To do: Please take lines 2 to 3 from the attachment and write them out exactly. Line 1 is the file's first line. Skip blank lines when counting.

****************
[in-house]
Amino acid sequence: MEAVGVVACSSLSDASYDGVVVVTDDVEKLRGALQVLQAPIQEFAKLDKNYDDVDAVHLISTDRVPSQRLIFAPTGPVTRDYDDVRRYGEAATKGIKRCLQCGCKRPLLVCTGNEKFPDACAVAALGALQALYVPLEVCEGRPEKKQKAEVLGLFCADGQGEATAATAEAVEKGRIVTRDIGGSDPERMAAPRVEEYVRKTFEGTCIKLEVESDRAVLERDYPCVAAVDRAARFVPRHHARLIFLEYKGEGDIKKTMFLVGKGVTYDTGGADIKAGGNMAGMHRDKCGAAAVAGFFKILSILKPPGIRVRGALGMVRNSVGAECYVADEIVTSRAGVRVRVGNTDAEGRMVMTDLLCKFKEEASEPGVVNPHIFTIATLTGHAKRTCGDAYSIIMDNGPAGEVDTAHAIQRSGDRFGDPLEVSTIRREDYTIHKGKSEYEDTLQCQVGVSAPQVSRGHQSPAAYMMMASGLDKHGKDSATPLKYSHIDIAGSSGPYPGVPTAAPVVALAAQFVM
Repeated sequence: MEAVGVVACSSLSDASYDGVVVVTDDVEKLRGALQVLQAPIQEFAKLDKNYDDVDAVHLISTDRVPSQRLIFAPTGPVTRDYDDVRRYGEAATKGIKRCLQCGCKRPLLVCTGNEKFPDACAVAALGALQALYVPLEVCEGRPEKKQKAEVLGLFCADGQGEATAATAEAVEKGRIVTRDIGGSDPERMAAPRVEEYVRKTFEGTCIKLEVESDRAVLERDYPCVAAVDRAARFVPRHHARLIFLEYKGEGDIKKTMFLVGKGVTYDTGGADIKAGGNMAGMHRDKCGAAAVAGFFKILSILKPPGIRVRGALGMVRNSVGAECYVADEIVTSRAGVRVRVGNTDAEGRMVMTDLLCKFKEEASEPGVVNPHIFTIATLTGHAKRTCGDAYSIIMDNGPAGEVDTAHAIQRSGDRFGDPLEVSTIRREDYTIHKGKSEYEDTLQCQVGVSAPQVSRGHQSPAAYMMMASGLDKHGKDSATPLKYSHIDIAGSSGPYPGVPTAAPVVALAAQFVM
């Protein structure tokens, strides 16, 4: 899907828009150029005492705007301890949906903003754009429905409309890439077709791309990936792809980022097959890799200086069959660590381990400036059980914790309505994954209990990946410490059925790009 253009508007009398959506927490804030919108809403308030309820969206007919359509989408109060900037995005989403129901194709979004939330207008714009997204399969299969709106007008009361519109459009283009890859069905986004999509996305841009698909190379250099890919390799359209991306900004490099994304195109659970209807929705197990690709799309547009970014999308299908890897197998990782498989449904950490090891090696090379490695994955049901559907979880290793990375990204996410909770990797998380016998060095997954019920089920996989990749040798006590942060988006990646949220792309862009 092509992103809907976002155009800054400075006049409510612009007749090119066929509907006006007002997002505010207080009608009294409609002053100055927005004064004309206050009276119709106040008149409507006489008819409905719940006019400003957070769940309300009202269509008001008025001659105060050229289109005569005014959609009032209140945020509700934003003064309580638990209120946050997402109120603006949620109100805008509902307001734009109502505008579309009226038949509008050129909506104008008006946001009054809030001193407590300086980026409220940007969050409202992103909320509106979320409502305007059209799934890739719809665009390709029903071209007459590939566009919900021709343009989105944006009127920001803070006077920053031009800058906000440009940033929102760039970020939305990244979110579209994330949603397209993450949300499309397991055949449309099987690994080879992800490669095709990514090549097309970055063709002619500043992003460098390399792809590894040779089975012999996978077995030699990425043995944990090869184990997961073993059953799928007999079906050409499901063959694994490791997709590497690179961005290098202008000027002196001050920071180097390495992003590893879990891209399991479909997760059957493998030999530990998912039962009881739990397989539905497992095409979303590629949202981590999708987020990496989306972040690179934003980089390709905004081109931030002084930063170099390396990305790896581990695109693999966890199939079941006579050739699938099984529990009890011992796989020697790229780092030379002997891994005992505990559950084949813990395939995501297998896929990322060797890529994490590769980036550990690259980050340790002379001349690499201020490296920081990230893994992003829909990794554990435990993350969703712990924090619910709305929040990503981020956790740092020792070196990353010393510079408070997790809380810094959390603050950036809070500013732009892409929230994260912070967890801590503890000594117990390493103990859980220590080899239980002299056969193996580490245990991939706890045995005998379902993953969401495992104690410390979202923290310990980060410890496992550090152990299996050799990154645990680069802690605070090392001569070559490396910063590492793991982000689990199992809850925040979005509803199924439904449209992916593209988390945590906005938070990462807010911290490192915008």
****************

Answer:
Amino acid sequence: MEAVGVVACSSLSDASYDGVVVVTDDVEKLRGALQVLQAPIQEFAKLDKNYDDVDAVHLISTDRVPSQRLIFAPTGPVTRDYDDVRRYGEAATKGIKRCLQCGCKRPLLVCTGNEKFPDACAVAALGALQALYVPLEVCEGRPEKKQKAEVLGLFCADGQGEATAATAEAVEKGRIVTRDIGGSDPERMAAPRVEEYVRKTFEGTCIKLEVESDRAVLERDYPCVAAVDRAARFVPRHHARLIFLEYKGEGDIKKTMFLVGKGVTYDTGGADIKAGGNMAGMHRDKCGAAAVAGFFKILSILKPPGIRVRGALGMVRNSVGAECYVADEIVTSRAGVRVRVGNTDAEGRMVMTDLLCKFKEEASEPGVVNPHIFTIATLTGHAKRTCGDAYSIIMDNGPAGEVDTAHAIQRSGDRFGDPLEVSTIRREDYTIHKGKSEYEDTLQCQVGVSAPQVSRGHQSPAAYMMMASGLDKHGKDSATPLKYSHIDIAGSSGPYPGVPTAAPVVALAAQFVM
Repeated sequence: MEAVGVVACSSLSDASYDGVVVVTDDVEKLRGALQVLQAPIQEFAKLDKNYDDVDAVHLISTDRVPSQRLIFAPTGPVTRDYDDVRRYGEAATKGIKRCLQCGCKRPLLVCTGNEKFPDACAVAALGALQALYVPLEVCEGRPEKKQKAEVLGLFCADGQGEATAATAEAVEKGRIVTRDIGGSDPERMAAPRVEEYVRKTFEGTCIKLEVESDRAVLERDYPCVAAVDRAARFVPRHHARLIFLEYKGEGDIKKTMFLVGKGVTYDTGGADIKAGGNMAGMHRDKCGAAAVAGFFKILSILKPPGIRVRGALGMVRNSVGAECYVADEIVTSRAGVRVRVGNTDAEGRMVMTDLLCKFKEEASEPGVVNPHIFTIATLTGHAKRTCGDAYSIIMDNGPAGEVDTAHAIQRSGDRFGDPLEVSTIRREDYTIHKGKSEYEDTLQCQVGVSAPQVSRGHQSPAAYMMMASGLDKHGKDSATPLKYSHIDIAGSSGPYPGVPTAAPVVALAAQFVM